While polymers have been used in the past as gelling agents in fracturing fluids to carry or suspend solid particles in the brine, such polymers require separate breaker compositions to be injected to reduce the viscosity. Further, the polymers tend to leave a coating on the proppant even after the gelled fluid is broken, which coating may interfere with the functioning of the proppant. Studies have also shown that “fish-eyes” and/or “microgels” present in some polymer gelled carrier fluids will plug pore throats, leading to impaired leakoff and causing formation damage. Conventional polymers are also either cationic or anionic which present the disadvantage of likely damage to the producing formations.

Aqueous fluids gelled with viscoelastic surfactants (VESs) are also known in the art. However, under some conditions, the VES-gelled fluids will separate and/or precipitate over time, for instance at high temperatures. It would be desirable if a composition and method could be devised to stabilize and enhance aqueous VES-gelled fluids used in injection of treatment fluids such as fracturing fluids.

SUMMARY OF THE INVENTION

Accordingly, it is an object of the present invention to provide an aqueous treatment fluid, such as those used in hydrocarbon recovery operations, that is viscosified with a non-polymer, viscoelastic surfactant (VES) that is stable.

It is another object of the present invention to provide a method for treating a subterranean formation using an aqueous viscoelastic fluid that has been stabilized and inhibited against precipitation.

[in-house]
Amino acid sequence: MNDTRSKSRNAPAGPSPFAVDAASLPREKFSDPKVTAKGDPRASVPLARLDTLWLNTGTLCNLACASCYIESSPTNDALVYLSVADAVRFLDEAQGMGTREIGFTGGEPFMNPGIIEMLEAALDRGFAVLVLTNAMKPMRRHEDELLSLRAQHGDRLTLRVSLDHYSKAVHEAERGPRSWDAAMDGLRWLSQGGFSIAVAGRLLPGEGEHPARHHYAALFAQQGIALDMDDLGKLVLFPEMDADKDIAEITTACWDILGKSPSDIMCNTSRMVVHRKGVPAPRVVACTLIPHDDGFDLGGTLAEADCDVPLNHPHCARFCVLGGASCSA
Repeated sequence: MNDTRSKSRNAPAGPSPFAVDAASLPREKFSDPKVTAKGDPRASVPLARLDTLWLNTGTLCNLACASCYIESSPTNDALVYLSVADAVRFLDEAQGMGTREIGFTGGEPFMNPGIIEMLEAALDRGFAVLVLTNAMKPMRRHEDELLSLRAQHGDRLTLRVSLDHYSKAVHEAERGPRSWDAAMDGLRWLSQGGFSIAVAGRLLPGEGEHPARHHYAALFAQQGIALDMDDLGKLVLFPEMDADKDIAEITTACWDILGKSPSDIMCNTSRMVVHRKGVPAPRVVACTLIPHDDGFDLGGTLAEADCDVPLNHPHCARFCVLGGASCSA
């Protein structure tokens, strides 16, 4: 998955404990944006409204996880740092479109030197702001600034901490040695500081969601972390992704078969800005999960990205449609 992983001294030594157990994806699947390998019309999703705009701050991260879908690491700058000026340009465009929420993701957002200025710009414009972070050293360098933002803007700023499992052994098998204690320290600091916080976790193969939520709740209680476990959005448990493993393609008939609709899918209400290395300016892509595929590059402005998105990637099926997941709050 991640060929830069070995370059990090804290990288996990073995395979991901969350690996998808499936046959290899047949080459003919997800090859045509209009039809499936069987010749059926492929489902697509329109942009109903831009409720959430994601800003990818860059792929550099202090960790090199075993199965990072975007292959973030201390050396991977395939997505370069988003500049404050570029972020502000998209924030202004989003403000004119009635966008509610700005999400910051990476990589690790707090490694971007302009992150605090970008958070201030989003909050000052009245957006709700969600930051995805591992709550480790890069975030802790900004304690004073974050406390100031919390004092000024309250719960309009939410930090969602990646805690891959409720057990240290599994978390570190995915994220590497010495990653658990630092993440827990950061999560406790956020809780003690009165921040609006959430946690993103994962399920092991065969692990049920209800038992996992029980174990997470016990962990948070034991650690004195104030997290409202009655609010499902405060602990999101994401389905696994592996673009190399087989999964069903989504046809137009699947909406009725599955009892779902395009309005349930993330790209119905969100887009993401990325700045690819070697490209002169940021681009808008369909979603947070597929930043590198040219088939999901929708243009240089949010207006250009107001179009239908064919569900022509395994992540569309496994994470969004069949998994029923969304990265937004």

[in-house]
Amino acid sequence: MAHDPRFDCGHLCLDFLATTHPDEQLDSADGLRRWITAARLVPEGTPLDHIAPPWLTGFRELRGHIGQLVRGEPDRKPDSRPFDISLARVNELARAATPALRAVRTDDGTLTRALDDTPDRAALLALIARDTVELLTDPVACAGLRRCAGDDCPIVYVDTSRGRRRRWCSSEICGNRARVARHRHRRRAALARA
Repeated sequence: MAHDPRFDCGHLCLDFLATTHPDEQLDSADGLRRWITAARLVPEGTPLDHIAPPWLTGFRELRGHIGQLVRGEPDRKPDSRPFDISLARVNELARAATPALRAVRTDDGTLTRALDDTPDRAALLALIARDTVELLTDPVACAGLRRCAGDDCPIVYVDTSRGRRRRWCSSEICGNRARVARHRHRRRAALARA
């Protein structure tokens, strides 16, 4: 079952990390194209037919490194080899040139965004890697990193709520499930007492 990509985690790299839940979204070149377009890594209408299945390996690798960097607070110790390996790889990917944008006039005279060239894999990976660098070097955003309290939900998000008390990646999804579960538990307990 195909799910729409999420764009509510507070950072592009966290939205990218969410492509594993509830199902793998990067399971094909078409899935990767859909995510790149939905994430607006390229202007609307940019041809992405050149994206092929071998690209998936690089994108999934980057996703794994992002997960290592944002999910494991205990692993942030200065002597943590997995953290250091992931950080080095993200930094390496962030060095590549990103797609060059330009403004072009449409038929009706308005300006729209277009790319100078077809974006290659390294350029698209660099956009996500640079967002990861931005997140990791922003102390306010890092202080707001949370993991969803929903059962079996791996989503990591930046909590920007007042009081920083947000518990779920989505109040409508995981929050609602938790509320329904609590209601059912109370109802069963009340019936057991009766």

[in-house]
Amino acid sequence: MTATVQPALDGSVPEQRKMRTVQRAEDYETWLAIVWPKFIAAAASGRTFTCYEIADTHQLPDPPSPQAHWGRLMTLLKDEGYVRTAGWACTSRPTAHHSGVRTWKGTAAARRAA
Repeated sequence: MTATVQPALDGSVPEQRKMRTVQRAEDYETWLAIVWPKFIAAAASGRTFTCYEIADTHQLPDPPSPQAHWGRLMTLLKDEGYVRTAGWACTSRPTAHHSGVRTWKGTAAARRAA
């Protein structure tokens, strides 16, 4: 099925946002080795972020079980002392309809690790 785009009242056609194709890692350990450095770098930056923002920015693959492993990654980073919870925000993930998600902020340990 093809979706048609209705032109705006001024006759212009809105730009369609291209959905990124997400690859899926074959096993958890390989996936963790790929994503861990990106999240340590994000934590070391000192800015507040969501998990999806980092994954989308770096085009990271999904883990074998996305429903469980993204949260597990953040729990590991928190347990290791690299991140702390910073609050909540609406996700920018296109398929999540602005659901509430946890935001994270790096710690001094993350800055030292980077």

Still another object of the invention is to provide an aqueous viscoelastic fluid gelled with a VES that is stabilized and inhibited against precipitation at relatively high temperatures.

In carrying out these and other objects of the invention, there is provided, in one form, a method for treating a subterranean formation that involves providing an aqueous viscoelastic treating fluid. The fluid includes an aqueous base fluid, a viscoelastic surfactant (VES) gelling agent, and an amount of additive effective to either increase stability and/or reduce precipitation. The additive may be an alkaline earth metal oxide and/or an alkaline earth metal hydroxide. Further in the method, the aqueous viscoelastic surfactant treating fluid is injected through a wellbore into the subterranean formation. The subterranean formation is then treated with the fluid.

There is further provided in another non-limiting embodiment of the invention an aqueous viscoelastic treating fluid that includes an aqueous base fluid, a viscoelastic surfactant (VES) gelling agent, and an amount of additive effective to either increase stability and/or reduce precipitation. Again, the additive is may be an alkaline earth metal oxide and/or alkaline earth metal hydroxide.

BRIEF DESCRIPTION OF THE DRAWINGS